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As of today, more than 60,000 people have visited the Podophile site to read about my method of using the Nike+iPod Sport Kit with any running shoe. The responses have been overwhelmingly positive, and I’m especially thrilled that so many people have been inspired to take up running for the first (or second) time. I’ve received numerous comments and emails from readers who have used the shoe mod and are happy with the results. But I’ve also been reading comments on this and other sites from people who are disappointed that their transmitter is falling off of their shoe. With that in mind, it’s time to take another look at the shoe mod with an eye toward making sure you don’t experience unintended results.

So far, I’ve run nearly 40 miles over 11 days with the Nike+iPod transmitter attached to my shoe as described in the original article; it hasn’t moved at all. And despite having taken it off several times, it still holds fast when I re-attach it. Here are some important tips to follow when using my shoe mod:

1) The Velcro is not optional. I realize that people may be excited upon receiving their Sport Kit, and, not having any velcro in the house, decide to just tuck the transmitter under their laces and go for a run. This is a sure way to lose your transmitter. The laces only help secure the transmitter, mainly by supporting it and taking some stress off of the velcro. But make no mistake: The velcro is holding the transmitter onto your shoe.

2) The velcro must be strong. This is true for both the adhesive on the back of the velcro, and the connection of the velcro to itself. First, make sure your shoe and transmitter are both clean and dry. Make sure to wipe any oils from your hands off of the transmitter. After sticking the velcro to the back of your transmitter and to your shoe, let it set for a minute or two. Give it a gentle tug to see how easy it is to remove from both. If it peels right off, that’s a bad sign. It may be that your velcro is very old. Try some glue or rubber cement to strengthen the bond, or go to a crafts store and buy a fresher, stronger piece of velcro.

Likewise, the velcro must stick to itself very securely. The velcro you use should be in clean, new condition. After you cut the pieces for the shoe mod, stick them together and pull them apart… does it seem strong to you? If not, try cutting another piece and trying again. Don’t use velcro that’s likely to come undone on its own (that kind of defeats the purpose of velcro in the first place).

3) Sew. Sew. Sew. I can’t sew to save my life, but as I found out, you don’t need to be a tailor to push a few stitches through your shoe. Depending on the fabric of your shoes, the velcro adhesive may stick well or not so well. Over time, however, I think with all of the bending and stretching that your shoe endures, the velcro is not likely to stick very well without a few stitches for support.

Thread your needle and push it down through a corner of the velcro and your shoe’s tongue. Be careful; it can be tough getting through the fabric and adhesive, which tends to stick to your needle as you sew. Pull a few feet of thread through, and then push the needle back up though the shoe and velcro, in a spot near your first stitch. Pull the thread tight and make one more stitch down in that same corner, pulling the thread tight. Without cutting the thread, repeat that process in each of the corners of the velcro. Tie a knot after the last stitch and cut your thread. The velcro is secure, but easy to remove by snipping your stitches with small scissors, if necessary.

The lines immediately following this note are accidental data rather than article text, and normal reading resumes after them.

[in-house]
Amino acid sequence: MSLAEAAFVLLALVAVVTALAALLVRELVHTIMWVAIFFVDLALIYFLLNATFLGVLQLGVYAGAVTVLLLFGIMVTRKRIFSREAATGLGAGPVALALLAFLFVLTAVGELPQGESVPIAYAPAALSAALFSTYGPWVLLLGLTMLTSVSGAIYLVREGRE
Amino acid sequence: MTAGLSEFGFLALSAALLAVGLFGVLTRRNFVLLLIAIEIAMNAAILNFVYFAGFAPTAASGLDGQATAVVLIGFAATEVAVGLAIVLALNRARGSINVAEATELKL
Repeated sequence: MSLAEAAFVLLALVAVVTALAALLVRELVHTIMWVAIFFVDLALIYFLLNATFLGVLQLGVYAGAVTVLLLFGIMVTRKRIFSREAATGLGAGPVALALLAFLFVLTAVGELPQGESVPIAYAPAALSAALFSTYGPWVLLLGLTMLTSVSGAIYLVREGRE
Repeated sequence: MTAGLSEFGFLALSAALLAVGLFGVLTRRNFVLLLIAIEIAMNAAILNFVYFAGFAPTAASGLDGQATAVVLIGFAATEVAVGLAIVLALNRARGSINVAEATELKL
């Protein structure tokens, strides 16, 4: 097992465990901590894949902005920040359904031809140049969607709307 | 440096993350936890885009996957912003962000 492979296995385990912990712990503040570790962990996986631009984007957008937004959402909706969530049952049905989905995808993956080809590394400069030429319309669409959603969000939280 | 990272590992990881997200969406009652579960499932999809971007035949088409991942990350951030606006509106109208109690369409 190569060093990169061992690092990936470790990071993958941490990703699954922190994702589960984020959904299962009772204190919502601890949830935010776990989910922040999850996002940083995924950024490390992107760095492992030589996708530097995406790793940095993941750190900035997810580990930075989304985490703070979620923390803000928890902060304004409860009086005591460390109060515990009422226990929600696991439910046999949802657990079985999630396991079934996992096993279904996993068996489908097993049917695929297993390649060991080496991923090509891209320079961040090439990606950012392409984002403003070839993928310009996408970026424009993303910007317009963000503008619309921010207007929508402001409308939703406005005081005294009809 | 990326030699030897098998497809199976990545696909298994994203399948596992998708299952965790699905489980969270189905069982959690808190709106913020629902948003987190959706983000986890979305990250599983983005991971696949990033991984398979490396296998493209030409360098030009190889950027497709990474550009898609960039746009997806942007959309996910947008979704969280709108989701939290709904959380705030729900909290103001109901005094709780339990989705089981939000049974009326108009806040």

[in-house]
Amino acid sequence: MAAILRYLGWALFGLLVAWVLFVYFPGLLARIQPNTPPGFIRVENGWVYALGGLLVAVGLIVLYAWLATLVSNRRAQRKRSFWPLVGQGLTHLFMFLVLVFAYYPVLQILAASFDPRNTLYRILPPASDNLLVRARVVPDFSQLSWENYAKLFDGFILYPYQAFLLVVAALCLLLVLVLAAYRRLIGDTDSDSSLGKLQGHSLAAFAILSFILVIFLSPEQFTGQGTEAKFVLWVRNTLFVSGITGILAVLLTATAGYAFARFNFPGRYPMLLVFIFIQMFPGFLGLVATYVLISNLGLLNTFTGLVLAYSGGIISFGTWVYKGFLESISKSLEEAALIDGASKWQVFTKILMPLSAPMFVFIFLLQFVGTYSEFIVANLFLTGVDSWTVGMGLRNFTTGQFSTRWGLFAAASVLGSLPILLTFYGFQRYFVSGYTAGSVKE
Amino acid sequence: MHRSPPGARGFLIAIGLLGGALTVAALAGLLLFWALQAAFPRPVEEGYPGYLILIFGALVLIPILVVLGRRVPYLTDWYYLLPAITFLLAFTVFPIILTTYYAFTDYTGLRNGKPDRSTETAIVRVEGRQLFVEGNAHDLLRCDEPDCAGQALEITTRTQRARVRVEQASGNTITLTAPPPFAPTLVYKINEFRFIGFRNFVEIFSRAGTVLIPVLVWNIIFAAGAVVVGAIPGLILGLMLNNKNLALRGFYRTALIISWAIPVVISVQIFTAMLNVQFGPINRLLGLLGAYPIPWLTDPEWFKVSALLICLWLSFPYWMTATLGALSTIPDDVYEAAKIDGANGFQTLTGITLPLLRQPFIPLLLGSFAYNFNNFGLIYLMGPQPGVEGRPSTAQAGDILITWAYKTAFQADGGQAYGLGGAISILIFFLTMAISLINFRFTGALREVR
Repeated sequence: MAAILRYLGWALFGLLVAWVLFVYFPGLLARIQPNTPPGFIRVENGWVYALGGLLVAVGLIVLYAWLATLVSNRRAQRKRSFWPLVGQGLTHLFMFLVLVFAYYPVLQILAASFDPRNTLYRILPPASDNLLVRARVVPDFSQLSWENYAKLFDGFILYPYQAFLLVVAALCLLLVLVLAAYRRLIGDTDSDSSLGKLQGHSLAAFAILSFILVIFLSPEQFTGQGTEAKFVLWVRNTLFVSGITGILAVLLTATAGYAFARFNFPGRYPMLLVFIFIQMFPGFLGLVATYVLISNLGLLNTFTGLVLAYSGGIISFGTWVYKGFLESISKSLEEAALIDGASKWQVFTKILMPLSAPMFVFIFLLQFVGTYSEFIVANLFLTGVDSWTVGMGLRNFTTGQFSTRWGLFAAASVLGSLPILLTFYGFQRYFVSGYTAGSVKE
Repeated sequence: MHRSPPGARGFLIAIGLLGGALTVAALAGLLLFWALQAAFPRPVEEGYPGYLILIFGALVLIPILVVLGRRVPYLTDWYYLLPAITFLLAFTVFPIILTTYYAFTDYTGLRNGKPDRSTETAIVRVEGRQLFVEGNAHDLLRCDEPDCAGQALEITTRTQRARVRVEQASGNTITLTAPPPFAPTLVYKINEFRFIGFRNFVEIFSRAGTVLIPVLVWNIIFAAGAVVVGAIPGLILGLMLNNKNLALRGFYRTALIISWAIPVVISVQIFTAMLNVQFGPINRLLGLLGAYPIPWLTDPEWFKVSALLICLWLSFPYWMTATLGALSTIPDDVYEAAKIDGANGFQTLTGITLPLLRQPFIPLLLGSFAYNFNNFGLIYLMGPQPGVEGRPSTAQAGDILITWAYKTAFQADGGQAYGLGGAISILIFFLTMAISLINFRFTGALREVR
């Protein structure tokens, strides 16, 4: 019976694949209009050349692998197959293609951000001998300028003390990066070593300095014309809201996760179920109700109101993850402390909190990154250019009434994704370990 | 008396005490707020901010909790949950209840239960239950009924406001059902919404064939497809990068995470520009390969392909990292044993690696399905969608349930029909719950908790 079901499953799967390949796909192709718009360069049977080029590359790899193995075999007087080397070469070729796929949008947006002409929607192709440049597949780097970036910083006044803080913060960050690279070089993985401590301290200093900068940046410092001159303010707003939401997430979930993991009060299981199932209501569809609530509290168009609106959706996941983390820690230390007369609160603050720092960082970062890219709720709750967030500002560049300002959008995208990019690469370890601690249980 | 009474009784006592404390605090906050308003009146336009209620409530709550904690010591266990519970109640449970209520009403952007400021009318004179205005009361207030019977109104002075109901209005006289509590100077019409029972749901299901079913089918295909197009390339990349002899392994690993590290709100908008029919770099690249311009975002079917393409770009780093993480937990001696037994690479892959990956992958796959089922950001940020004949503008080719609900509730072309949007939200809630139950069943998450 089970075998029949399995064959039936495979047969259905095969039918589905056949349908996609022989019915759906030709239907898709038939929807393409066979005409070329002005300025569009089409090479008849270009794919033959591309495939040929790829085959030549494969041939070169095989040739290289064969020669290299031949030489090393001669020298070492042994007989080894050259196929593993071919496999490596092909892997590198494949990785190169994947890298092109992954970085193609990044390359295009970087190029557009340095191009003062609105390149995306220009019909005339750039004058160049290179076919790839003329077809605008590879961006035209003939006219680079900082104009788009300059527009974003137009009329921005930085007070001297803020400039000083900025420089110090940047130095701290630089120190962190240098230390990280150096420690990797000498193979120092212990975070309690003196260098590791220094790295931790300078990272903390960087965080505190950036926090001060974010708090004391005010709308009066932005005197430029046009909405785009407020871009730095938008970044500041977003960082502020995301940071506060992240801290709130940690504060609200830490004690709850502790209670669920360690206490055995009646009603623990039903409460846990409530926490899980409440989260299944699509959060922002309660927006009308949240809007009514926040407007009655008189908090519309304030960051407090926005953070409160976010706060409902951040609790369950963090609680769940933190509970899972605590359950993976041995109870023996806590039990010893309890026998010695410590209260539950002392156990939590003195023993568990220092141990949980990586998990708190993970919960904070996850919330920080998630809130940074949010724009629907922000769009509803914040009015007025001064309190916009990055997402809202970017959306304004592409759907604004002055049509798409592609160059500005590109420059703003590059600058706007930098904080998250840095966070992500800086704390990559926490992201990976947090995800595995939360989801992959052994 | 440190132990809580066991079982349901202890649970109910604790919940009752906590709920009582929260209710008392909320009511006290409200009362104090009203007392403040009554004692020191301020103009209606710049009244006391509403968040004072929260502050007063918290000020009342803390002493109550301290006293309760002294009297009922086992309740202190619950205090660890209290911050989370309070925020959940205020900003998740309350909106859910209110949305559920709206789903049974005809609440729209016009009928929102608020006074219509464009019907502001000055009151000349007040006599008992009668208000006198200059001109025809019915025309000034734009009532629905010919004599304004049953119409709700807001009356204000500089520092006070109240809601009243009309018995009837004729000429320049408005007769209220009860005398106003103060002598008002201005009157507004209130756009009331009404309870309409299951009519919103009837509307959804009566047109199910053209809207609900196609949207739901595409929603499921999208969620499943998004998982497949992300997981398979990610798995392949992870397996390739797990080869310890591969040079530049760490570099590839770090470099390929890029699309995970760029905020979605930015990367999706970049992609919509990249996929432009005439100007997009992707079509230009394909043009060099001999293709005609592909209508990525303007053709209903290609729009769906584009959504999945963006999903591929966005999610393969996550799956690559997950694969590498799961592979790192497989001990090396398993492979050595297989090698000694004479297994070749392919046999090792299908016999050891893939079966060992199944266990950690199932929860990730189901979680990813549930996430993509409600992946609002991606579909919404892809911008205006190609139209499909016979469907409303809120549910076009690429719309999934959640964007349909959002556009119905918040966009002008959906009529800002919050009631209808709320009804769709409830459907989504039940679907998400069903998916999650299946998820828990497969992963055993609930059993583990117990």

4) Test your work. At this point your should attach your transmitter to your shoe and give it a tug to make sure it’s secure. Turn your shoe upside-down, shake it. It the transmitter still stuck? If not, figure out what went wrong. Maybe you didn’t have the two pieces lined up correctly, or maybe just need to use a bigger piece of velcro. Once you’re satisfied with your work, lace up your shoe, making sure the transmitter is cradled snugly by your laces.

5) Go for a test run. Before taking your new toy out on a two hour half marathon, go for a 10 – 15 minute run, checking your shoe often to make sure the transmitter is still attached. After the run, inspect your work. Is the transmitter sticking through your laces? Does it feel loose? If so, you may need to reposition your velcro or add some more reinforcements.

6) Check your transmitter often. It’s a good idea to check your transmitter before and after each run to make sure it’s still secure. It takes all of 2 seconds, and you can probably add the check to your stretching routine (you do stretch, don’t you?). Even if everything has worked well for a week or two, there’s no good reason to stop checking your transmitter regularly.

7) It may not be for everyone. Lastly, my shoe mod is based on my results with a size 13 Saucony Hurricane running shoe. Depending on your size and brand of shoe, your running style, your climate, and a host of other factors, the shoe mod just might not work for you. But by following the steps above, you’ll have a better chance of making that determination before you end up losing your transmitter.